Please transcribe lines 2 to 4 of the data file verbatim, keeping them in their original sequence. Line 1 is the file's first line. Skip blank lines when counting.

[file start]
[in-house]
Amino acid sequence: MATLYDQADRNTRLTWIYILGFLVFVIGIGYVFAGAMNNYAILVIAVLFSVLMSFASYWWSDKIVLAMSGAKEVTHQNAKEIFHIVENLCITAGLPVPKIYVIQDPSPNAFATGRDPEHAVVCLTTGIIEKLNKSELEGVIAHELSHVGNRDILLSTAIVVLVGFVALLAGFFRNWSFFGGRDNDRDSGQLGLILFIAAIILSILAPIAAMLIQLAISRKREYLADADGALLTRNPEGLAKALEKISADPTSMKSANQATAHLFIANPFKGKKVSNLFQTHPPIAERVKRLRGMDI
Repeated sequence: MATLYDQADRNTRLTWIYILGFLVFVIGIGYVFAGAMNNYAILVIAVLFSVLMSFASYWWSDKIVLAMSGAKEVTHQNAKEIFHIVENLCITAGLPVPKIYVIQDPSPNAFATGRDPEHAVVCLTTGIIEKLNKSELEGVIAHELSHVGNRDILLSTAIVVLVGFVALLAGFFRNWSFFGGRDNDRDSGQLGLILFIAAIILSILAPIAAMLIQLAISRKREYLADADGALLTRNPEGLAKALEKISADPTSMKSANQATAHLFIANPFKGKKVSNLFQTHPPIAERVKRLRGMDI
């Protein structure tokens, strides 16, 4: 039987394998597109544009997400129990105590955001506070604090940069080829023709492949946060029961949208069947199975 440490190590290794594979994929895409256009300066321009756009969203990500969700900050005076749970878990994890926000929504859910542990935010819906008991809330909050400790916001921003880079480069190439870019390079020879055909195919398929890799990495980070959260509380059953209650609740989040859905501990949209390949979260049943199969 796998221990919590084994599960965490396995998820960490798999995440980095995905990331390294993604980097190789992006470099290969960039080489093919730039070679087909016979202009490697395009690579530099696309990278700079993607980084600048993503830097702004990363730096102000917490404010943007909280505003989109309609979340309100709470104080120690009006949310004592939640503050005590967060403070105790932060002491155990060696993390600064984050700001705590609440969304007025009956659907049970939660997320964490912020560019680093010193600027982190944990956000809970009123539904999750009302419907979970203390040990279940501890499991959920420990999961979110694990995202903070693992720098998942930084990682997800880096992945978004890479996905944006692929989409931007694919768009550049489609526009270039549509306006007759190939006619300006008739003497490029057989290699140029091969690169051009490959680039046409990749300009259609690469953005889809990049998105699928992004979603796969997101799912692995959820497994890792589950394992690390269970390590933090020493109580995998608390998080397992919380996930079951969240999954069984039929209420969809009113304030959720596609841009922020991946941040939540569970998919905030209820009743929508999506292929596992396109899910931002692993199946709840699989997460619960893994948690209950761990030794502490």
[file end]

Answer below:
Amino acid sequence: MATLYDQADRNTRLTWIYILGFLVFVIGIGYVFAGAMNNYAILVIAVLFSVLMSFASYWWSDKIVLAMSGAKEVTHQNAKEIFHIVENLCITAGLPVPKIYVIQDPSPNAFATGRDPEHAVVCLTTGIIEKLNKSELEGVIAHELSHVGNRDILLSTAIVVLVGFVALLAGFFRNWSFFGGRDNDRDSGQLGLILFIAAIILSILAPIAAMLIQLAISRKREYLADADGALLTRNPEGLAKALEKISADPTSMKSANQATAHLFIANPFKGKKVSNLFQTHPPIAERVKRLRGMDI
Repeated sequence: MATLYDQADRNTRLTWIYILGFLVFVIGIGYVFAGAMNNYAILVIAVLFSVLMSFASYWWSDKIVLAMSGAKEVTHQNAKEIFHIVENLCITAGLPVPKIYVIQDPSPNAFATGRDPEHAVVCLTTGIIEKLNKSELEGVIAHELSHVGNRDILLSTAIVVLVGFVALLAGFFRNWSFFGGRDNDRDSGQLGLILFIAAIILSILAPIAAMLIQLAISRKREYLADADGALLTRNPEGLAKALEKISADPTSMKSANQATAHLFIANPFKGKKVSNLFQTHPPIAERVKRLRGMDI
């Protein structure tokens, strides 16, 4: 039987394998597109544009997400129990105590955001506070604090940069080829023709492949946060029961949208069947199975 440490190590290794594979994929895409256009300066321009756009969203990500969700900050005076749970878990994890926000929504859910542990935010819906008991809330909050400790916001921003880079480069190439870019390079020879055909195919398929890799990495980070959260509380059953209650609740989040859905501990949209390949979260049943199969 796998221990919590084994599960965490396995998820960490798999995440980095995905990331390294993604980097190789992006470099290969960039080489093919730039070679087909016979202009490697395009690579530099696309990278700079993607980084600048993503830097702004990363730096102000917490404010943007909280505003989109309609979340309100709470104080120690009006949310004592939640503050005590967060403070105790932060002491155990060696993390600064984050700001705590609440969304007025009956659907049970939660997320964490912020560019680093010193600027982190944990956000809970009123539904999750009302419907979970203390040990279940501890499991959920420990999961979110694990995202903070693992720098998942930084990682997800880096992945978004890479996905944006692929989409931007694919768009550049489609526009270039549509306006007759190939006619300006008739003497490029057989290699140029091969690169051009490959680039046409990749300009259609690469953005889809990049998105699928992004979603796969997101799912692995959820497994890792589950394992690390269970390590933090020493109580995998608390998080397992919380996930079951969240999954069984039929209420969809009113304030959720596609841009922020991946941040939540569970998919905030209820009743929508999506292929596992396109899910931002692993199946709840699989997460619960893994948690209950761990030794502490």